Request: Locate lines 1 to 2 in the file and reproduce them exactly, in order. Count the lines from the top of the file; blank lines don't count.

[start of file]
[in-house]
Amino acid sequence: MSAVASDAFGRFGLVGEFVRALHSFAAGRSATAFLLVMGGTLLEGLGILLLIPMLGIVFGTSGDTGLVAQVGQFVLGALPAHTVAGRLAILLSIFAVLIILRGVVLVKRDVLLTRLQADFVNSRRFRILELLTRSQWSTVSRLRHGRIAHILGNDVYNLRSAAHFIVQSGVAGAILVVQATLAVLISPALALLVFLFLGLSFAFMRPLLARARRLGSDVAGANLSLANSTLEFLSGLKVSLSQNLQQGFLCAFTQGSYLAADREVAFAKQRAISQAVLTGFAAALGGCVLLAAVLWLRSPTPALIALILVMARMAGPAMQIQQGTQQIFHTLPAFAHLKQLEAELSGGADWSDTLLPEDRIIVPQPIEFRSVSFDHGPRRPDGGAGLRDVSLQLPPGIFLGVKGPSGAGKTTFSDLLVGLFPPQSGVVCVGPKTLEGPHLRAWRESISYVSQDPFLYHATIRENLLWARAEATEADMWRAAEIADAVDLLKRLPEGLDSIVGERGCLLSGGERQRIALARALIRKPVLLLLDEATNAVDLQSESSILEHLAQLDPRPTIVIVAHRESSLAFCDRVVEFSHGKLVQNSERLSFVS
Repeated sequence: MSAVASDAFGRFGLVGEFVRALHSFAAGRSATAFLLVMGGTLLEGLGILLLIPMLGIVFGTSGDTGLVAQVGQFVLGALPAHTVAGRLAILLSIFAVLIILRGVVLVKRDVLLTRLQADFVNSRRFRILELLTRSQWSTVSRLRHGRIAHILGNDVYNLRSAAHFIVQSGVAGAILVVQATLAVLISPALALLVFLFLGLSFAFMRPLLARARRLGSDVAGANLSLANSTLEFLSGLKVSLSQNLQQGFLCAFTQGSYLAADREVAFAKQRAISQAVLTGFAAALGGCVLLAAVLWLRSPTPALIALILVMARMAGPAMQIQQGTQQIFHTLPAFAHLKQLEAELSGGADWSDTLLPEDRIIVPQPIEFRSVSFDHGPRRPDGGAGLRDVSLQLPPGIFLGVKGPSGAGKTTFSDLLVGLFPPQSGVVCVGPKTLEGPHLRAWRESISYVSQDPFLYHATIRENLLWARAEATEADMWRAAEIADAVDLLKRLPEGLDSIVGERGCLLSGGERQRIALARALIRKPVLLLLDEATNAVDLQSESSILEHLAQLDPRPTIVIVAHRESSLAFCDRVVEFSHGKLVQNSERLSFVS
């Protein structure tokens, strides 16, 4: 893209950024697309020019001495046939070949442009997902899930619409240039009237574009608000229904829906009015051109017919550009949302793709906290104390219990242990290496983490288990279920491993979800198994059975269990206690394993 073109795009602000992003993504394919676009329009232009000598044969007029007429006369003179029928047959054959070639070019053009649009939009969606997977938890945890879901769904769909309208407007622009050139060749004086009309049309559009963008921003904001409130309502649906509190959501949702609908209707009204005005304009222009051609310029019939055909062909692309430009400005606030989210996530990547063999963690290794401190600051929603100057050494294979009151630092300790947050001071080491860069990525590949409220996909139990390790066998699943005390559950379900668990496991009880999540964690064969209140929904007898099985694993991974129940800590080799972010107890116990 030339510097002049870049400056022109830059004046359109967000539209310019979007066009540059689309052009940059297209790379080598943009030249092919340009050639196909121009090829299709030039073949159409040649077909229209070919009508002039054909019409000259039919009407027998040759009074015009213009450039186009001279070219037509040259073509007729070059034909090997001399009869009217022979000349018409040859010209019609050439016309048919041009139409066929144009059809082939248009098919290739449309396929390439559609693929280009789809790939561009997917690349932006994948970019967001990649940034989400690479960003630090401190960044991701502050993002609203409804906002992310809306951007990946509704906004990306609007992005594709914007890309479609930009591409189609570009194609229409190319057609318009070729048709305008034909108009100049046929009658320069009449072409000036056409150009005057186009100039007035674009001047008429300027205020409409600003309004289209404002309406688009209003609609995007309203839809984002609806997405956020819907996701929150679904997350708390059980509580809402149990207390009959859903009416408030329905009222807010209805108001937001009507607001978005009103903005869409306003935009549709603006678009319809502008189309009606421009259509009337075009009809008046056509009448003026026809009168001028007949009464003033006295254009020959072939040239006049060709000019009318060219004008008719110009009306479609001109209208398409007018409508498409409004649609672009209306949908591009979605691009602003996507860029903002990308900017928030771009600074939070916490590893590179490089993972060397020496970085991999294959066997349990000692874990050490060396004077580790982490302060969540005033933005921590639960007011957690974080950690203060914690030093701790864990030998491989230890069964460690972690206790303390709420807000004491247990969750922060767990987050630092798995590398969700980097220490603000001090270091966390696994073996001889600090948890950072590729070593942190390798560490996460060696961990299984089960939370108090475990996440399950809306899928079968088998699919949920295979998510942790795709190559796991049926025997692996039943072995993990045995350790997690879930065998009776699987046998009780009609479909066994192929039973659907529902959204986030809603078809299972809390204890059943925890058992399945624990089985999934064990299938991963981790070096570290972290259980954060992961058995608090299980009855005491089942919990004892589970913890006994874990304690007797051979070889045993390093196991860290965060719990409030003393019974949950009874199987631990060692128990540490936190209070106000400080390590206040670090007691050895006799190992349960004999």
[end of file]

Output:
[in-house]
Amino acid sequence: MSAVASDAFGRFGLVGEFVRALHSFAAGRSATAFLLVMGGTLLEGLGILLLIPMLGIVFGTSGDTGLVAQVGQFVLGALPAHTVAGRLAILLSIFAVLIILRGVVLVKRDVLLTRLQADFVNSRRFRILELLTRSQWSTVSRLRHGRIAHILGNDVYNLRSAAHFIVQSGVAGAILVVQATLAVLISPALALLVFLFLGLSFAFMRPLLARARRLGSDVAGANLSLANSTLEFLSGLKVSLSQNLQQGFLCAFTQGSYLAADREVAFAKQRAISQAVLTGFAAALGGCVLLAAVLWLRSPTPALIALILVMARMAGPAMQIQQGTQQIFHTLPAFAHLKQLEAELSGGADWSDTLLPEDRIIVPQPIEFRSVSFDHGPRRPDGGAGLRDVSLQLPPGIFLGVKGPSGAGKTTFSDLLVGLFPPQSGVVCVGPKTLEGPHLRAWRESISYVSQDPFLYHATIRENLLWARAEATEADMWRAAEIADAVDLLKRLPEGLDSIVGERGCLLSGGERQRIALARALIRKPVLLLLDEATNAVDLQSESSILEHLAQLDPRPTIVIVAHRESSLAFCDRVVEFSHGKLVQNSERLSFVS